To get to this section of World of Birds, you have to actually go outside and back in again. Unlike the area when you first enter the building, where the birds are behind glass, in this zone they are free to fly all around you. When I arrived there, my friend Bernard was already seated and admiring the birds while having his lunch. I set up and started sketching just as one of the Long-tailed Hornbills flew over to Bernard and sat on the railing in front of him, looking longingly at his sandwich. He pulled off a piece, which the Hornbill gratefully accepted and took to a tree limb. Clearly this was not the first time this bird shared lunch with a visitor, because in another minute he went back for more. He had the routine down pat.
Getting back to the sketching part of this trip, I was again fighting with the watercolor due to having put too much acrylic down on the paper. So I pulled out my Pentel Pocket Brush pen to sketch the Hornbills. My those things come in handy! They seem to write on anything, and stay there too! My plan was to do the bird's big white crown with one of those white Sharpie paint pens, but that leaked and made a big mess. Foiled again. I ended up finishing it up with white gouache that I keep in with my little watercolor kit. The gouache did a lot better on the acrylic than transparent watercolor, so I pulled out my tiny gouache kit and used that in conjunction with my mini watercolor kit for the rest of the day. People wonder why I always have so many different options with me. This is why!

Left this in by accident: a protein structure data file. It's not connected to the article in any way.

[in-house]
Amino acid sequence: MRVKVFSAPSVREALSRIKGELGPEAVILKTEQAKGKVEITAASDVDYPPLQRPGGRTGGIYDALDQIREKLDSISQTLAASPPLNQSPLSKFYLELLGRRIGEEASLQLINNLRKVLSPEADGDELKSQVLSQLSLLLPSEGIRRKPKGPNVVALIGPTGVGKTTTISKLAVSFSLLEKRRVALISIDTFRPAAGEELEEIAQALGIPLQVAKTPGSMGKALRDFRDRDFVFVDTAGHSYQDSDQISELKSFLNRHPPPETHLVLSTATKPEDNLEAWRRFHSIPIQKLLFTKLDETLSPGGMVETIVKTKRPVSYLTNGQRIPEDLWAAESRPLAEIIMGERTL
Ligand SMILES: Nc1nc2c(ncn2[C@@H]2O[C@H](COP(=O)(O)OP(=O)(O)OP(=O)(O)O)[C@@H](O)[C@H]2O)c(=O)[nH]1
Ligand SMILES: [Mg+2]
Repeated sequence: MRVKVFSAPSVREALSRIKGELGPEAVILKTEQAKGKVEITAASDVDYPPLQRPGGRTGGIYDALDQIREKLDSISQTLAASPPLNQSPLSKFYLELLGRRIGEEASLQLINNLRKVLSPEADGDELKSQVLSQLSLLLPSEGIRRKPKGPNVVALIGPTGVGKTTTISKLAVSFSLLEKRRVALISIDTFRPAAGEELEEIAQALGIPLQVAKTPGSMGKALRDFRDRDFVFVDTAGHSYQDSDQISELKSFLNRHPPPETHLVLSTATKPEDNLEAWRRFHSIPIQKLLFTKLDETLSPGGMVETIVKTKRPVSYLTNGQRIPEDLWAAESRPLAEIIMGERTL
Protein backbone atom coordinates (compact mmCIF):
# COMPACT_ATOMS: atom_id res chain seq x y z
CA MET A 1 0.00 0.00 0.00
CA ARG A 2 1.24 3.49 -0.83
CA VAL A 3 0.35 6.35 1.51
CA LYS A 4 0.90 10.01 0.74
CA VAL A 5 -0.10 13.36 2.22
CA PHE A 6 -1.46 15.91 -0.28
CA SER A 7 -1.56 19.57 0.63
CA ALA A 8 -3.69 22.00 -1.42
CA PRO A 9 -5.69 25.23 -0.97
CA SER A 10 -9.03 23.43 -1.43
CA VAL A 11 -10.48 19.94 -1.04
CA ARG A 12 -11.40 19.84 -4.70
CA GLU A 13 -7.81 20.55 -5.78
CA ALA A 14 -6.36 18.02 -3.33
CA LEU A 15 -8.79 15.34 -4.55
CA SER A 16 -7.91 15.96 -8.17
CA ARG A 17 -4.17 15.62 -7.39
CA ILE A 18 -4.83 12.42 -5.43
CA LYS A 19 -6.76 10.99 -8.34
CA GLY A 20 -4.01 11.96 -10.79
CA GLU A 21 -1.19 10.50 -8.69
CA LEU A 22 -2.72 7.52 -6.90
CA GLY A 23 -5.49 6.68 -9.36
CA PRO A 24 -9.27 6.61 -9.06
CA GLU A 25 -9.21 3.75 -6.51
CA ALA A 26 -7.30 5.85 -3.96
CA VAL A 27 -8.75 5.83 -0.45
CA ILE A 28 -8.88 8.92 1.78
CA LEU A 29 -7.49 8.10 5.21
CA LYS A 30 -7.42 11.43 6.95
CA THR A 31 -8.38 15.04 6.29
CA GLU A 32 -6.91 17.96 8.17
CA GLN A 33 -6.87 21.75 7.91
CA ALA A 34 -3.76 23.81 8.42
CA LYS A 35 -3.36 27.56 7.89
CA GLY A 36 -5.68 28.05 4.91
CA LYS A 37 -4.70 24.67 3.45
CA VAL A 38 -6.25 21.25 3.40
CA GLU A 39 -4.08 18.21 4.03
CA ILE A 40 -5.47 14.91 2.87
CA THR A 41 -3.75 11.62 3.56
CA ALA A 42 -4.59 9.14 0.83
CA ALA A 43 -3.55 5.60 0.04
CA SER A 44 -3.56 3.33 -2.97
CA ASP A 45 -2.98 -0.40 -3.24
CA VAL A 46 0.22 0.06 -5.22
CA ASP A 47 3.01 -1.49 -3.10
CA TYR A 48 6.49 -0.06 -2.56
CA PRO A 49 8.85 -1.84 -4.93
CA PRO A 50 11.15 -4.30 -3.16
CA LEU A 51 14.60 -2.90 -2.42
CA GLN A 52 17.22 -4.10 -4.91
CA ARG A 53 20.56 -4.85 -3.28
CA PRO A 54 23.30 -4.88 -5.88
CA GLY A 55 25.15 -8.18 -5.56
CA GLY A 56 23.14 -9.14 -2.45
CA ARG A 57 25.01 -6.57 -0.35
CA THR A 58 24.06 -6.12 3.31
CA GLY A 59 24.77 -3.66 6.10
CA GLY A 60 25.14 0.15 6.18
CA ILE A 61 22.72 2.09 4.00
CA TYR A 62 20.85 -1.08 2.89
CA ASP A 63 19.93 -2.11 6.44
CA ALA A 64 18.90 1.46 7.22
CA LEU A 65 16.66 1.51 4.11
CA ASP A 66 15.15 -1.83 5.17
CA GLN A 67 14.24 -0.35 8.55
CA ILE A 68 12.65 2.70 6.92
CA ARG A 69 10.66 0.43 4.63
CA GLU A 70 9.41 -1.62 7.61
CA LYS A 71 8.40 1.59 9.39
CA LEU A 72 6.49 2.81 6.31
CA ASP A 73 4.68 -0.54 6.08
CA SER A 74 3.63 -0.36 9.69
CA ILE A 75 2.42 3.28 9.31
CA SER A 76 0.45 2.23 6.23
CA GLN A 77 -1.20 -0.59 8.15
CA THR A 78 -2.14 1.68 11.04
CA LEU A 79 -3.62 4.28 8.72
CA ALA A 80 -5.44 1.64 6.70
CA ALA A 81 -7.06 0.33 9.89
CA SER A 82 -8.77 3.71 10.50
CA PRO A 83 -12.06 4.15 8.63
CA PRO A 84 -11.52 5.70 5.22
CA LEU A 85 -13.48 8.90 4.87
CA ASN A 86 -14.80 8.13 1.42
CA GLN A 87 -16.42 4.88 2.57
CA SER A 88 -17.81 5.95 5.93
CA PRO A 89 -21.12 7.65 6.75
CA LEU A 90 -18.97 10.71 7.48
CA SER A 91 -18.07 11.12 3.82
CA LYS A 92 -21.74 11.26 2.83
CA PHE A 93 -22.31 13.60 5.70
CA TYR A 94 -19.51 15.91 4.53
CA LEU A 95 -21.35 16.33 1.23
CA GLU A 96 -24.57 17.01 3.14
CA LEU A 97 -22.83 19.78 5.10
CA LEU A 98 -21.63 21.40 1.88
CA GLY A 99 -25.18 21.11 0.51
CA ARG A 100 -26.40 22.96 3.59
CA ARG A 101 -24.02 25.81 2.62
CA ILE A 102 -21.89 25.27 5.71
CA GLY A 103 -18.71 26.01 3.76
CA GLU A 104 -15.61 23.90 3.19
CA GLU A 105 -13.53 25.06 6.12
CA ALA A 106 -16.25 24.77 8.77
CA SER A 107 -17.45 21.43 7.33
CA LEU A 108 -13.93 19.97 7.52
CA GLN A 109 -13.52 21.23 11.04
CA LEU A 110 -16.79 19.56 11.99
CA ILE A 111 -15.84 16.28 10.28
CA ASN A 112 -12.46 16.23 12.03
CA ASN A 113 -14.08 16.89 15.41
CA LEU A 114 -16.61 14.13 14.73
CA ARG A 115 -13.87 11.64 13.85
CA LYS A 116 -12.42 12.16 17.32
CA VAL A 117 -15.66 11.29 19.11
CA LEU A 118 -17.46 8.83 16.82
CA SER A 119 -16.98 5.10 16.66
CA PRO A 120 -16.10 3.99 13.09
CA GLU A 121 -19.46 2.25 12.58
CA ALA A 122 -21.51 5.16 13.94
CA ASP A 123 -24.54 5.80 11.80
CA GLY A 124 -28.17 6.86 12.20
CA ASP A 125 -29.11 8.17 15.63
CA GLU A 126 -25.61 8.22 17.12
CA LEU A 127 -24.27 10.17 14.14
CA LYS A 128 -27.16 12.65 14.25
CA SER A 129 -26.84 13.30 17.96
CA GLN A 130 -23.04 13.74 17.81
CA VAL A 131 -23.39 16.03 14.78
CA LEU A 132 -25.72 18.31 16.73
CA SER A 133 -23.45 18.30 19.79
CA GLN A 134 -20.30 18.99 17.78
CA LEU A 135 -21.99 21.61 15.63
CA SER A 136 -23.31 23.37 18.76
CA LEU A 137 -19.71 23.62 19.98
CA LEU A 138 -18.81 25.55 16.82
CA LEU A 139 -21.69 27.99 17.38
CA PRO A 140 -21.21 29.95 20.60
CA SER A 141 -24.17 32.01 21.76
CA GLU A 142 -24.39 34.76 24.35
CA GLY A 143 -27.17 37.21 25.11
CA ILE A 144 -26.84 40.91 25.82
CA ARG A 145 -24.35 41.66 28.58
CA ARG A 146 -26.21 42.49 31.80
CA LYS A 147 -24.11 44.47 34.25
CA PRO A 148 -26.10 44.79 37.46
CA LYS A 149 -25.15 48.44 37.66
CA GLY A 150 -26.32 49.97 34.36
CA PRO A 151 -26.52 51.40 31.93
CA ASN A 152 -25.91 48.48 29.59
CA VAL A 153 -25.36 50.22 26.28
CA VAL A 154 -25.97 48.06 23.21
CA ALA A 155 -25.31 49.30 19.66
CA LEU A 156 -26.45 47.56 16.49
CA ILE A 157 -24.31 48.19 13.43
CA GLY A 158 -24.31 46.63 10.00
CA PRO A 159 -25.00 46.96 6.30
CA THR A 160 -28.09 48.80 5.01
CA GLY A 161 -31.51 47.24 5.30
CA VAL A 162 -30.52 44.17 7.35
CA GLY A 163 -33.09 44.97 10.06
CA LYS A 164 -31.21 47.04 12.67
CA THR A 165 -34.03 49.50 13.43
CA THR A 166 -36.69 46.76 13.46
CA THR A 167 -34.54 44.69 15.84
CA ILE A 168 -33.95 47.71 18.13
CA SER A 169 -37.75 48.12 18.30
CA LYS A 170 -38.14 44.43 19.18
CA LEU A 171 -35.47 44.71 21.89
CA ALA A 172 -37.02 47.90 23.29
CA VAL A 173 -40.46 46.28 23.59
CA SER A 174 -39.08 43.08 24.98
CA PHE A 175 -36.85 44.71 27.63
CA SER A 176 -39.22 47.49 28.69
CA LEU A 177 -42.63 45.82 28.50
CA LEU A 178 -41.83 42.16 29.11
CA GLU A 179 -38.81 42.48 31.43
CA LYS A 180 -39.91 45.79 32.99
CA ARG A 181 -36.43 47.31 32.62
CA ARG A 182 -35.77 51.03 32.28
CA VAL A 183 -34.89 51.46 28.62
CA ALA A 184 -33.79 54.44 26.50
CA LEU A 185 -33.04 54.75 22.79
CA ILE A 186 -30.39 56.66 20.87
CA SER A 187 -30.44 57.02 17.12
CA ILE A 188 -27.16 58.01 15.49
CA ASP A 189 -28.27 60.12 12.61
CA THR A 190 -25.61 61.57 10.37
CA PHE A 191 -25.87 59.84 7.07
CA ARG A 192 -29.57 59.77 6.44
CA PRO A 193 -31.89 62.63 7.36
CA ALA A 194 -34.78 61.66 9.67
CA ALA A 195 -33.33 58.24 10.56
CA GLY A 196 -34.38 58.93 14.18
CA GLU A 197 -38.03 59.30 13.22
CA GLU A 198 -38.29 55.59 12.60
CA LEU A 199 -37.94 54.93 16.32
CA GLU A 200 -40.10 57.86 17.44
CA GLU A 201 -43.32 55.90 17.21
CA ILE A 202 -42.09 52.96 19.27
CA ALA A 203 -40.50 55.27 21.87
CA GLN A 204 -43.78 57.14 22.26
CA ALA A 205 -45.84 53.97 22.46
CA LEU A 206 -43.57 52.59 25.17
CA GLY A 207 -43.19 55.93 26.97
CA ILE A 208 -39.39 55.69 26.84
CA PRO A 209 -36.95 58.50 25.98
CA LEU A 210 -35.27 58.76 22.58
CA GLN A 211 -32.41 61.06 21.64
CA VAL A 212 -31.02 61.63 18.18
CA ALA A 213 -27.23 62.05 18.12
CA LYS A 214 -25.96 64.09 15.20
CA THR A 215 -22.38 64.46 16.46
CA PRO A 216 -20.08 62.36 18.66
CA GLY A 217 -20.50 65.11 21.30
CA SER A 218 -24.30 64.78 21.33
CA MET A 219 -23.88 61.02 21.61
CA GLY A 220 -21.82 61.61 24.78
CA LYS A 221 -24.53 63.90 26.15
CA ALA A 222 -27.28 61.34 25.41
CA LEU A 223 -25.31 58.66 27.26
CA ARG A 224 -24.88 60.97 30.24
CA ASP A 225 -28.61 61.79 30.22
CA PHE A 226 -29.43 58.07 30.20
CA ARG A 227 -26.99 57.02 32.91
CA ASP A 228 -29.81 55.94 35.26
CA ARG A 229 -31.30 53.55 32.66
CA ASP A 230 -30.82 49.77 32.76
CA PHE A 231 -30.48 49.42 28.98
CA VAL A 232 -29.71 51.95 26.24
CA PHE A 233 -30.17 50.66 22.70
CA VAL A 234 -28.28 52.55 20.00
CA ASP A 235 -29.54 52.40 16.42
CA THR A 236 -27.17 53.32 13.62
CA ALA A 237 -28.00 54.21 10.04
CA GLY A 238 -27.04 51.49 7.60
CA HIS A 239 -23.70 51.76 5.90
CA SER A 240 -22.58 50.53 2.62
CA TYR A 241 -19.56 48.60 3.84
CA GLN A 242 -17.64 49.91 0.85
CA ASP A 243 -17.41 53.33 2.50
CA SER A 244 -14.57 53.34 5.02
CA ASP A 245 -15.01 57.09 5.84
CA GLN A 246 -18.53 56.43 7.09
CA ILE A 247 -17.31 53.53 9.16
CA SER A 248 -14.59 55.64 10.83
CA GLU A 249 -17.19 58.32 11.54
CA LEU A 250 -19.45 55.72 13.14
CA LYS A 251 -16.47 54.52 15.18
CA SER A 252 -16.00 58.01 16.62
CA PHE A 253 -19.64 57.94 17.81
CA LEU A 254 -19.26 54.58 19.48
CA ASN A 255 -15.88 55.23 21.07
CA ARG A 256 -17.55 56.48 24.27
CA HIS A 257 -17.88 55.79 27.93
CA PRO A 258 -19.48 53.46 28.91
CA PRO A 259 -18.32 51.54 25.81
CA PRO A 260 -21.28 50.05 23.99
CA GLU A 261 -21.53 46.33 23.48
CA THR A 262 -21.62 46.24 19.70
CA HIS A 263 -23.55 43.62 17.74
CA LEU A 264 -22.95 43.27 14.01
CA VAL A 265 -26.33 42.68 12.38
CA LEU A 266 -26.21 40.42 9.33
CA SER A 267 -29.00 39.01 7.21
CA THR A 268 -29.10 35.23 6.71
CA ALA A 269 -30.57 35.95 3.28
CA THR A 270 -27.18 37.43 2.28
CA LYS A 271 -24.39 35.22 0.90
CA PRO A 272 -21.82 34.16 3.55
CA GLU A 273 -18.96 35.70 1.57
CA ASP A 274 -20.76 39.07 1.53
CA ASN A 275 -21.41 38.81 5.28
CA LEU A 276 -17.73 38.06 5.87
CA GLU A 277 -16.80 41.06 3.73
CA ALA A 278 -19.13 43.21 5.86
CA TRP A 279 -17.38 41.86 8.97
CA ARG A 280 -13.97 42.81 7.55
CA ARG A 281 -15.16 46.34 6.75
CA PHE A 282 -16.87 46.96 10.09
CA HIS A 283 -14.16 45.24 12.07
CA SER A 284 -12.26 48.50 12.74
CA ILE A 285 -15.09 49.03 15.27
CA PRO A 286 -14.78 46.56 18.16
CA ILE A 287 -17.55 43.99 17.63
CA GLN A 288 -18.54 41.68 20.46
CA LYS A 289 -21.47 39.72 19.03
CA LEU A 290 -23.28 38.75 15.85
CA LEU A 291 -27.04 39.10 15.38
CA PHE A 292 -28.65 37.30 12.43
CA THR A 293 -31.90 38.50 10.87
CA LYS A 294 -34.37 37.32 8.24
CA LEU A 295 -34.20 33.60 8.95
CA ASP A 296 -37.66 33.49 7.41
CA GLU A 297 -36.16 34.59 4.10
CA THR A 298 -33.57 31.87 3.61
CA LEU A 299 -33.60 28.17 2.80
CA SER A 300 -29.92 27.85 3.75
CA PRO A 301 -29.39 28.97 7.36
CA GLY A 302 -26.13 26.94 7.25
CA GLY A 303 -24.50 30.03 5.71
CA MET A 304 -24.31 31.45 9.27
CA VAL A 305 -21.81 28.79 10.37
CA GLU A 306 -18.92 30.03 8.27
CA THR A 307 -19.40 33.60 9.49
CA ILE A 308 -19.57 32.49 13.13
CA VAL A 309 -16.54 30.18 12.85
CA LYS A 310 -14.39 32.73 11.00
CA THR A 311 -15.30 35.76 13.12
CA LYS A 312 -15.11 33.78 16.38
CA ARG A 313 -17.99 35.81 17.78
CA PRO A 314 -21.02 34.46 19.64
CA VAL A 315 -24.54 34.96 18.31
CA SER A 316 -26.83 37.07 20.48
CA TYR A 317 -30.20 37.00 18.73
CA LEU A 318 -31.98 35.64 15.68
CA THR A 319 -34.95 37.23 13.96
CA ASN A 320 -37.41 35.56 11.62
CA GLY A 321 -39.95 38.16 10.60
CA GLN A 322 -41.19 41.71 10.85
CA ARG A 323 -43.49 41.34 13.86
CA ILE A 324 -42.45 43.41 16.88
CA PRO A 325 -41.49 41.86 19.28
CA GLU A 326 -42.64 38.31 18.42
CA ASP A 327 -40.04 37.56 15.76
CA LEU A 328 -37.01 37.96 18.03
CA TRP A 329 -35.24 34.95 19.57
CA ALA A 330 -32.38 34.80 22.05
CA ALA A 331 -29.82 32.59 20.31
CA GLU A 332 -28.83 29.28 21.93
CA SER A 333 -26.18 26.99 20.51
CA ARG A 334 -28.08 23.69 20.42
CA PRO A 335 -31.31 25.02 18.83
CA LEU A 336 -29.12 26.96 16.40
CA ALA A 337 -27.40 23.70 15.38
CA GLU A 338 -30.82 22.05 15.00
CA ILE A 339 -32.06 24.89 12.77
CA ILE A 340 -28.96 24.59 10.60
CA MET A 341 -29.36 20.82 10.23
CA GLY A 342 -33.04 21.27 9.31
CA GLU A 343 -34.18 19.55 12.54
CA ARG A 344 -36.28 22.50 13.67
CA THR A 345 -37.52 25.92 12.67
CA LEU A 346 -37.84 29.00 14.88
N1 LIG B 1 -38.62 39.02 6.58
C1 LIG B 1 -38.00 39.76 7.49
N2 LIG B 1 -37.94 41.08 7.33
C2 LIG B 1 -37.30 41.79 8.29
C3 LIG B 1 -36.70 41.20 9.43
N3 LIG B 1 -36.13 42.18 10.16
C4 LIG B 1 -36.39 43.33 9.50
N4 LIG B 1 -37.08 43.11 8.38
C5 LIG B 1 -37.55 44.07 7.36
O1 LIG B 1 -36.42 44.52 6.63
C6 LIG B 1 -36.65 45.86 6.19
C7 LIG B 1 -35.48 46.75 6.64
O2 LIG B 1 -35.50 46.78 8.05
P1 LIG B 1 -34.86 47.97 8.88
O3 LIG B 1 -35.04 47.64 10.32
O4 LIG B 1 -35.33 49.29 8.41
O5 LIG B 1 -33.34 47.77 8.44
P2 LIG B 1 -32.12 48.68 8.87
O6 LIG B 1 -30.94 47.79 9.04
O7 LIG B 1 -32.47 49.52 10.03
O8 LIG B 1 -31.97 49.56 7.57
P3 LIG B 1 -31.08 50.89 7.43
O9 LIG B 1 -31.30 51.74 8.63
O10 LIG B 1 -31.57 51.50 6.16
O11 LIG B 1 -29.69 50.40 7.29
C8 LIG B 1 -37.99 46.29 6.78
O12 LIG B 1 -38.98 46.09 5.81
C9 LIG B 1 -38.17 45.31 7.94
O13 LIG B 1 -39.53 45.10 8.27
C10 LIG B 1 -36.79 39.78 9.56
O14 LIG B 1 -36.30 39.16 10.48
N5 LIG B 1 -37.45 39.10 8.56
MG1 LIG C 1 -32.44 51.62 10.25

Surprisingly, there were no exhibit notes nor identifying information on the hornbill in the middle of this sketch. I looked online after I got home, and it is clearly a hornbill, but even after viewing hundreds of images, I couldn't find one with the yellow around the eye that these guys had. There were at least three or four of them in the exhibit.
The Victoria Crowned Pigeon is the largest member of the pigeon family. She had beautiful muted coloring and never strayed from her nest while I was there.